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CHESTER MUSICAL SOCIETY'S…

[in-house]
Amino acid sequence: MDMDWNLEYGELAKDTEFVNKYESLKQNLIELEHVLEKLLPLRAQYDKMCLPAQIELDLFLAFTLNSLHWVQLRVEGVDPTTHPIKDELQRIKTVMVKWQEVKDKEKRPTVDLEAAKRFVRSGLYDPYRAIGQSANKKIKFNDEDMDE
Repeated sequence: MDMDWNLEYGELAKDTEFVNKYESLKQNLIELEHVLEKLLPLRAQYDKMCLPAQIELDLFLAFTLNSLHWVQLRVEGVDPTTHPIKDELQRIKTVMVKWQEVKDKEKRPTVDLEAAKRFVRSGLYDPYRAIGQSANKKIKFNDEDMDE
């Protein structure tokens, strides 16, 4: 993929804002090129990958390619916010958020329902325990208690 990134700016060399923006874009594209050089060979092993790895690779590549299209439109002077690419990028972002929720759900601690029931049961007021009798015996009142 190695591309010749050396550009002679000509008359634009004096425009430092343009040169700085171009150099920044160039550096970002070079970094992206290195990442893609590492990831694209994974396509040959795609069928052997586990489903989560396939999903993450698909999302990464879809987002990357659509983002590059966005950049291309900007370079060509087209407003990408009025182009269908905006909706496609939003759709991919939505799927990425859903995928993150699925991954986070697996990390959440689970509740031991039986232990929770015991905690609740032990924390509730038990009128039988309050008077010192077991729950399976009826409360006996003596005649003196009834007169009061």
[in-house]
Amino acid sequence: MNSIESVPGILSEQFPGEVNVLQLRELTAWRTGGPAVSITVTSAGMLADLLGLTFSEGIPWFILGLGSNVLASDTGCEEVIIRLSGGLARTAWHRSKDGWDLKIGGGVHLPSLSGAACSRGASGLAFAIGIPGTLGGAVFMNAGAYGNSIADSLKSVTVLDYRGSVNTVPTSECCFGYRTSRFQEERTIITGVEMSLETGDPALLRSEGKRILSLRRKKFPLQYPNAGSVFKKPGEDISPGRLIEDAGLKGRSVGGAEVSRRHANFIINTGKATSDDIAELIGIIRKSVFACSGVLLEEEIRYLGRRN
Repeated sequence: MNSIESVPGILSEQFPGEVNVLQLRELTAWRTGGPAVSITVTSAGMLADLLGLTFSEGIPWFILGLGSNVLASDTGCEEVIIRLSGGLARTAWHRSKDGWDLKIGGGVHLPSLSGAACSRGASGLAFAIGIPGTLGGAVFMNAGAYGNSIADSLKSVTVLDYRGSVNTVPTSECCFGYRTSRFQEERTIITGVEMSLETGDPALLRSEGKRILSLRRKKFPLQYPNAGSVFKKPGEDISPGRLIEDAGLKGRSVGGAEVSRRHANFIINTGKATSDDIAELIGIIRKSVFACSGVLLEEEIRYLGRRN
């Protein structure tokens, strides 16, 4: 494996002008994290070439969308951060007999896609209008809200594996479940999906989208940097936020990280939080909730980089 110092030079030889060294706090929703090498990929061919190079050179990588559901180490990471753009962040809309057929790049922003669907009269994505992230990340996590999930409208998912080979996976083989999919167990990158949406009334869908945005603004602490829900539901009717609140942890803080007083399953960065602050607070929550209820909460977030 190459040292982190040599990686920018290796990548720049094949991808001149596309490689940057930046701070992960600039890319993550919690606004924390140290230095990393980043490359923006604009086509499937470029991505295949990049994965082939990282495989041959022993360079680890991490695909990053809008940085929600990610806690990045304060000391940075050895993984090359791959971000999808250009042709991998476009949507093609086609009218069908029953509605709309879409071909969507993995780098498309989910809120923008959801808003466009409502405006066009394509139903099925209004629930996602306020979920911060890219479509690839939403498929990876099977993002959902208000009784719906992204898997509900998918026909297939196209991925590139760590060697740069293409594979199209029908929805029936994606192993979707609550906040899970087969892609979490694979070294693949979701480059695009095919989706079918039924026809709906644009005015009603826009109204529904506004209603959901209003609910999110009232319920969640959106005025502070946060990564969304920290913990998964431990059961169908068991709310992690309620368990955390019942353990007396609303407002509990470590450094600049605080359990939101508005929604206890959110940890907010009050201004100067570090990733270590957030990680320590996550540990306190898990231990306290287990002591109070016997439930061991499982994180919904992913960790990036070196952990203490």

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CHESTER MUSICAL SOCIETY'S CONCERT. This society has just entered upon its fourteenth season, and on Wednesday an extra subscription concert was given in the Music Hall, before a fairly good audience. The pro- gramme was one entirely out of the usual routine, consisting for the most part of a 'grand historical pianoforte recital' by M. Josef Slivinski, a Pole, we believe, by nation- ality, who has made for himself a renown equal almost, if not quite, to that of Paderewski, who has already been heard at the Musical Society's concerts. To compare the perform- ances of the two artists would require one well versed in pianoforte technique, and therefore we shall content ourselves by saying that from an amateur's standpoint, we fail to distinguish anything in the style of playing which would lead us to give one or the other the precedence. Paderewski visited Chester with a reputation already famous, while Slivinski came com- paratively unknown. Further, the former had a better scope in his programme, inasmuch as he had unlimited choice of style, while the latter laid upon himself the task of interpreting the various styles of composition, beginning with The king's hunting jig,' John Bull- 1563-1628, through a series of styles including sonatas by one who introduced that form of writing in the 17th century and continued in the next, a Bach fugue, barcarolles by Chopin and Rubinstein, impromptu by Schubert, a valse by Liszt, down to the latest form of 19th century compositions for the pianoforte. Thus handicapped, if the term can be applied to such a comprehensive programme, the executant laid himself open to wide criticism were it not for the fact that his performances were above it. In every style he excelled, and from beginning to end his rendering of the pieces set down was superb, and one can scarcely say which was enjoyed best. It was indeed a revelation in technique and delicate phrasing, the trickling accompaniments being subordinated to the melody where required, and the phrasing of the various movements beyond cavil. The choral programme necessarily partook of a secondary nature, although affording welcome relief from the pianoforte selections, and here again we had part songs ranging from the middle of the sixteenth century by Benet to the nineteenth century style of Macfarren, and the latter, be it said, were not the least pleasing items. To Dr. Bridge belongs the credit of unearthing the two madrigals by Francis Pilkington, a minor canon and precentor of Chester Cathedral, who died in 1638, and which, if we remember aright, were introduced in one of his lectures at the Museum a little while back, and which, according to the custom of the time, although opening in the minor, finished in the major. The only solo vocalist was Miss Margaret Stone, a contralto, who was formerly a member of the Chester Musical Society, but who has studied lately at the Royal Academy of Music. She got a hearty reception from the chorus on her first appearing, which served to place her at home on the platform. Her selections, too, were con- ceived in the spirit which pervaded the programme, opening with a song from Purcell's King Arthur,' 1659-1695, and, taking Farmer, Haydn, and Schubert—in 1797-1828- and in each she was highly successful. Alto- gether the programme was well conceived and executed, the society's efforts, if wanting at times in the refinement usually expected in unaccompanied part-singing, being on the whole good. The concert closed with the National Anthem.

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